Over the past two decades, Guy Davis has been one of the premiere interpreters of traditional acoustic blues and one of the songwriters whose in-the-tradition work has kept the genre vital and alive in modern times. In the hands of Guy and a few of his peers, the traditional blues forms remain timeless – as relevant in 2013 as they were 30, 50 or 80 years ago. All of the recordings Guy has released since the limited edition Guy Davis Live in 1993 (repackaged as Stomp Down Rider in 1995) have been both a homage to Guy’s musical forebears and a crucial contribution to contemporary music.
Juba Dance, about half of which features excellent contributions from Italian blues harmonica player Fabrizio Poggi, is one of Guy’s best as it ranges through various styles from jug band to delta blues to gospel and old-time.
I love jug band music and Guy kicks off the album with “Lost Again,” a happy sounding tune that sounds like it could have been played by the Memphis Jug Band 80 or so years ago. A jug band-meets-classic blues feel animates Guy’s version of Bertha “Chippie” Hills “Some Cold Rainy Day,” a delightful duet with Lea Gilmore.
Guy pays direct tribute to some of his musical ancestors by reinterpreting and revitalizing songs written or associated with them.
His acoustic version of “My Eyes Keep Me in Trouble,” seems to have lost none of the force of Muddy Waters’ electric original. Blind Lemon Jefferson’s “See That My Grave is Kept Clean” seems organically suited to Guy’s banjo accompaniment and gets a deep gospel feel from the formidable harmonies of the Blind Boys of Alabama, and Blind Willie McTell is recalled in Guy’s intense version of “Statesboro Blues.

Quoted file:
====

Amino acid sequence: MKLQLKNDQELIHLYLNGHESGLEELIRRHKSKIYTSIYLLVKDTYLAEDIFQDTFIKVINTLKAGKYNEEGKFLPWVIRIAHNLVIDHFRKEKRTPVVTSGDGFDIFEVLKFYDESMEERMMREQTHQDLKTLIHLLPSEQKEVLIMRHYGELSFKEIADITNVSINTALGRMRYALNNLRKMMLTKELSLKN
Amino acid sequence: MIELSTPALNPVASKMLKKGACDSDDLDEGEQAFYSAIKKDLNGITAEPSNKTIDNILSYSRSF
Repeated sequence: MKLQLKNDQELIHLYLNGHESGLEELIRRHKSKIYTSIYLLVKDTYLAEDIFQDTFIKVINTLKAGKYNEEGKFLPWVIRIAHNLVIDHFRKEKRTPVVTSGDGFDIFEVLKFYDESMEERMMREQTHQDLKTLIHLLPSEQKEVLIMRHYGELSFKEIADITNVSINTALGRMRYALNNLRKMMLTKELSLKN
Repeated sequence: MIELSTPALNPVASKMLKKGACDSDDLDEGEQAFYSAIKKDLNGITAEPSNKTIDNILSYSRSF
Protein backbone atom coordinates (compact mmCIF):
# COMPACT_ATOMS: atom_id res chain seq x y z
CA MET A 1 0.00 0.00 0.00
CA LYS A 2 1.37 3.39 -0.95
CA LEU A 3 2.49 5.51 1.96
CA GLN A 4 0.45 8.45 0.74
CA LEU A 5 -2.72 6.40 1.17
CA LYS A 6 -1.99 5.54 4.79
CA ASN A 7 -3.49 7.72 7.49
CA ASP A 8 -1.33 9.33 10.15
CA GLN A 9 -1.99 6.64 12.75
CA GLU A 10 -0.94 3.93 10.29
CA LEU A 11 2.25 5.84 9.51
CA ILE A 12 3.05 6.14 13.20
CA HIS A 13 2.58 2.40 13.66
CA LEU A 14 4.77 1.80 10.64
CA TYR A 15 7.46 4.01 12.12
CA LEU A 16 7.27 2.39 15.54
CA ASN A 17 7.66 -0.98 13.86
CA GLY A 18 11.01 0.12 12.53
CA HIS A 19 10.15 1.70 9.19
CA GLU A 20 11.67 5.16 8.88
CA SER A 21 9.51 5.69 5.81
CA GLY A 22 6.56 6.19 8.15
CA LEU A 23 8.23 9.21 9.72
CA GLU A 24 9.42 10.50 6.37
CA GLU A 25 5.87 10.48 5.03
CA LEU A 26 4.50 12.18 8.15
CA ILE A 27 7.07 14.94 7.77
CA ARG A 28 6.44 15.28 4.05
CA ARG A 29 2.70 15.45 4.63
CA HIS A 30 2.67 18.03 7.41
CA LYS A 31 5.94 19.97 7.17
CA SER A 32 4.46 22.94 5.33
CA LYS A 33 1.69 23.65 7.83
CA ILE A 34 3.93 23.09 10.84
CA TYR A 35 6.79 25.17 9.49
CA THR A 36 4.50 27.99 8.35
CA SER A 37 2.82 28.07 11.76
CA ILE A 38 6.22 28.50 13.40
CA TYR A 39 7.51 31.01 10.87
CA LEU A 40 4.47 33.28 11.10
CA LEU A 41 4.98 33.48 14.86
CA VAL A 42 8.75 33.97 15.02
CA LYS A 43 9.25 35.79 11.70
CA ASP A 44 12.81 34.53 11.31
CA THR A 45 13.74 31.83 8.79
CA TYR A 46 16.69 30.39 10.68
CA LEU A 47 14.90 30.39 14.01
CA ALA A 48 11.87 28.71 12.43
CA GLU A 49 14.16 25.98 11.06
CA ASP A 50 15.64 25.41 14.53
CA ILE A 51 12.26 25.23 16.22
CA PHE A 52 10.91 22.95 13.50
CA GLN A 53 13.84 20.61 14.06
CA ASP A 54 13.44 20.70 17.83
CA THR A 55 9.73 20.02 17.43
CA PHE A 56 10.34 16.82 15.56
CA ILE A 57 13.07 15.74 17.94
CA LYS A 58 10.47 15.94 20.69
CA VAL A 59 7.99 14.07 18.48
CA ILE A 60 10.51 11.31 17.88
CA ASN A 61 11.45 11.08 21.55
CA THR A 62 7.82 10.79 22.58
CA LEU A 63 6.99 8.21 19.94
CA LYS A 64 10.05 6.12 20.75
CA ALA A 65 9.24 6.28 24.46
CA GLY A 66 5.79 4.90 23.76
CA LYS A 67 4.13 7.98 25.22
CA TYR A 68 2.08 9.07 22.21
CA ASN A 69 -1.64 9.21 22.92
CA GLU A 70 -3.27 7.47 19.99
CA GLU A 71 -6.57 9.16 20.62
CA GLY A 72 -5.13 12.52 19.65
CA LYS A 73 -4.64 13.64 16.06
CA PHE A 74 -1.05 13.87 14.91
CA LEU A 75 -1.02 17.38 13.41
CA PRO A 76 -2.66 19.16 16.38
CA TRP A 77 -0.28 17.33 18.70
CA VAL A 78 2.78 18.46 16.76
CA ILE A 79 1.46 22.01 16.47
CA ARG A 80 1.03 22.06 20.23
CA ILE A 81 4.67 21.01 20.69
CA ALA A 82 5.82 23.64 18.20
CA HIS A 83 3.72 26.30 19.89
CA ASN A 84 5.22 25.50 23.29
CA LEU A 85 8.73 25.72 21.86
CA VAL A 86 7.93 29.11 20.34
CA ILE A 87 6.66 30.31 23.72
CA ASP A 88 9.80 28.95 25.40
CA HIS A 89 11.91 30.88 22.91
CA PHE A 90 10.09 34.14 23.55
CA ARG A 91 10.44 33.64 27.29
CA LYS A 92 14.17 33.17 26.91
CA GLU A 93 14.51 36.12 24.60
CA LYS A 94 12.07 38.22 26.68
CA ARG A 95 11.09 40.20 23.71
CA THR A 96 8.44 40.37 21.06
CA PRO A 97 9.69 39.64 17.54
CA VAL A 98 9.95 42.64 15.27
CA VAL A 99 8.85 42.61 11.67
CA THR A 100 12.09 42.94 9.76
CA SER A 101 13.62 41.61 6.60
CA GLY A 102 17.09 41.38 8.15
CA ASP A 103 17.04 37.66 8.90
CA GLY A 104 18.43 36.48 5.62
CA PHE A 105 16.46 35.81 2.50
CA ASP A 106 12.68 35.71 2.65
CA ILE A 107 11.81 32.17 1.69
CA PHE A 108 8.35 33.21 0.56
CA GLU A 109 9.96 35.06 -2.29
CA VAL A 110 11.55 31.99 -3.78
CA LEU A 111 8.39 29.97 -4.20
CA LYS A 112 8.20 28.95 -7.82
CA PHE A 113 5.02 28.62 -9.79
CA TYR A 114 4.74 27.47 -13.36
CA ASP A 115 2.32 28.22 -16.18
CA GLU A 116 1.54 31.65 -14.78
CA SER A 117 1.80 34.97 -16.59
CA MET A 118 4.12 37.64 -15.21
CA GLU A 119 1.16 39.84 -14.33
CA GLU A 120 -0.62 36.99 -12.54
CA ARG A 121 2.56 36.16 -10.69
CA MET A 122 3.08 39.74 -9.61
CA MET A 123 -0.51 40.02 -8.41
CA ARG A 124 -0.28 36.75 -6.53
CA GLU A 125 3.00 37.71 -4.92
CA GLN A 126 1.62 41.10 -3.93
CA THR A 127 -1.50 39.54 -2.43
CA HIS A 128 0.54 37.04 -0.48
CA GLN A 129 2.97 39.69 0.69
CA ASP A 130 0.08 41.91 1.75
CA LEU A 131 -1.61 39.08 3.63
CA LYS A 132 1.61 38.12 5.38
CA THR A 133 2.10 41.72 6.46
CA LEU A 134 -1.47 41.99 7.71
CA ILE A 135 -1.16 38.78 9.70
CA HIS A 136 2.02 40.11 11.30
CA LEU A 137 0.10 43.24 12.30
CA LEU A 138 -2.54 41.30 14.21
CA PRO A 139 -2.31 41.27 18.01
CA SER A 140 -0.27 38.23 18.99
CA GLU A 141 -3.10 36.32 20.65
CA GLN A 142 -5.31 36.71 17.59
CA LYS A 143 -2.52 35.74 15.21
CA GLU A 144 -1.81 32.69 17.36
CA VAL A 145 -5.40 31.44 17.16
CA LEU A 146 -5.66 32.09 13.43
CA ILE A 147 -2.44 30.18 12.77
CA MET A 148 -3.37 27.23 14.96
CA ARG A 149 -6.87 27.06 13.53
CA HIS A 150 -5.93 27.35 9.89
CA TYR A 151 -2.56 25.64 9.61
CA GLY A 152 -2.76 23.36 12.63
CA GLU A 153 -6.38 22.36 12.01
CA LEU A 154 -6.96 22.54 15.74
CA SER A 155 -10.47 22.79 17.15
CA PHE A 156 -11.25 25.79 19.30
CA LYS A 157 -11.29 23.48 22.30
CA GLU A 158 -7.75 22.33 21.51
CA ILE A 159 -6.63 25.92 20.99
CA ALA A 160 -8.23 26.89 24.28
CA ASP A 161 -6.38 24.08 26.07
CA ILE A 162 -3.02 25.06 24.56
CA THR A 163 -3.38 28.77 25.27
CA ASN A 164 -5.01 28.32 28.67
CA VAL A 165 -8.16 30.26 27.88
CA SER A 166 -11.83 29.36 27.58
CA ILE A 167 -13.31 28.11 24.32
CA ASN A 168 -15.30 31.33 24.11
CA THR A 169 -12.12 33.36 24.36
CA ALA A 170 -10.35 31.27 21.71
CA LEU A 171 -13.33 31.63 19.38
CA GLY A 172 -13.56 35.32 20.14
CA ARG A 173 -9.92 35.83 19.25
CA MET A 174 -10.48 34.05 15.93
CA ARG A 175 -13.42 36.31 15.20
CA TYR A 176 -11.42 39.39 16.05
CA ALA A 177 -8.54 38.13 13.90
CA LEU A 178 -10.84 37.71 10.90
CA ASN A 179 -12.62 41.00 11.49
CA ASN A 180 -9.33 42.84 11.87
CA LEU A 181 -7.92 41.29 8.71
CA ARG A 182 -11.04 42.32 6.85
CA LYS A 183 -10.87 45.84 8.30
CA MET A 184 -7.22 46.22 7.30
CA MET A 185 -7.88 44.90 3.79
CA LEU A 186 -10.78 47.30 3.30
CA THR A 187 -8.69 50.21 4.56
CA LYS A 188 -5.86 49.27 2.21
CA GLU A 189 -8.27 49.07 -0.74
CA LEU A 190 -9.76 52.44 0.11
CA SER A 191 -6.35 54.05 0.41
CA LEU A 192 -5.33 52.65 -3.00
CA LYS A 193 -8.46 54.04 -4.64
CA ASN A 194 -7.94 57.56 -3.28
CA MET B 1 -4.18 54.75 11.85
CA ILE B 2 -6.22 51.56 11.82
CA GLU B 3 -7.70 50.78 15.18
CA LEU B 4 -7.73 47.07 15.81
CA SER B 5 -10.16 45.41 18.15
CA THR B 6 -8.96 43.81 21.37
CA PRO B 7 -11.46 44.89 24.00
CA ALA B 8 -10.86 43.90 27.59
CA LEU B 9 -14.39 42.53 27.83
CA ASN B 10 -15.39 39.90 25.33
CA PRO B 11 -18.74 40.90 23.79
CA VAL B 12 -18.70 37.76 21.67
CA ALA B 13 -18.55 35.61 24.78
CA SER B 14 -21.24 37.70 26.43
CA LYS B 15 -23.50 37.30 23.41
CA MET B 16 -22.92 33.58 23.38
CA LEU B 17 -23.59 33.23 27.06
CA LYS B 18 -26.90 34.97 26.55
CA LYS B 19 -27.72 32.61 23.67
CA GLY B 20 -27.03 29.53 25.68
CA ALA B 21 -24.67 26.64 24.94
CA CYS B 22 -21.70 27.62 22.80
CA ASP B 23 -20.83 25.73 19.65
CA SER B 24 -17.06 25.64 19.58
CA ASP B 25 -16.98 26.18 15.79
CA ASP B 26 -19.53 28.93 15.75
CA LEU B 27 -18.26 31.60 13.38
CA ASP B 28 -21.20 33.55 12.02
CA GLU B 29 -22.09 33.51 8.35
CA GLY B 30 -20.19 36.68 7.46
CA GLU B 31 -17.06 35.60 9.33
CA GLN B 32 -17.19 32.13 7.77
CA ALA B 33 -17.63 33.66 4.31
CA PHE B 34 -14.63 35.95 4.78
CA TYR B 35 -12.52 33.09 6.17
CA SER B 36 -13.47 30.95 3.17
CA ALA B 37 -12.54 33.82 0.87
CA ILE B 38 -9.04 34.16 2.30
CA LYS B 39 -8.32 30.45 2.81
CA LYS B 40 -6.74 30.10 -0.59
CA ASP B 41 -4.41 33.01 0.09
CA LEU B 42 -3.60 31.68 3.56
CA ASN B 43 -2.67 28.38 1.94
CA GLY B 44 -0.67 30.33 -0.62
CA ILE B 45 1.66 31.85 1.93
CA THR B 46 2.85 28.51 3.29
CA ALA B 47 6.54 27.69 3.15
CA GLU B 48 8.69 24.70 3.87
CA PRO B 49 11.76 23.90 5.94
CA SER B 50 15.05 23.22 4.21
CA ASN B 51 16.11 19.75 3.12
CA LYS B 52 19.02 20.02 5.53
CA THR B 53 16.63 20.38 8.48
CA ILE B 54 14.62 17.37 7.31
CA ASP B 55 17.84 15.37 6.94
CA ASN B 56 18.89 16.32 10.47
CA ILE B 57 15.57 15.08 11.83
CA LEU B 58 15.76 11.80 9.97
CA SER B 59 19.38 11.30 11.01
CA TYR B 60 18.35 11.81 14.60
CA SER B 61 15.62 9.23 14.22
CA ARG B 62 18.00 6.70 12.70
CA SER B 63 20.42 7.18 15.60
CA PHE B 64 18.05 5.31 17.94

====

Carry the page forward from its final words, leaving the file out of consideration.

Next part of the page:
Another tribute is Guy’s “Did You See My Baby,” in which he pays homage to the whoop-and-holler style of Sonny Terry (that’s Guy, not Fabio playing harmonica on this track). Guy also added a guitar part in homage to Brownie McGhee, Sonny’s long-time partner.
A couple of other banjo-driven songs are among the album’s highlights. “Dance Juba Dance,” is a “butt shaking” song that recalls the African American string band tradition, and “Satisfied,” with Guy playing some very bluesy slide banjo is a powerful prison song.
Pictured: Guy Davis and Mike Regenstreif at the 2006 Champlain Valley Folk Festival.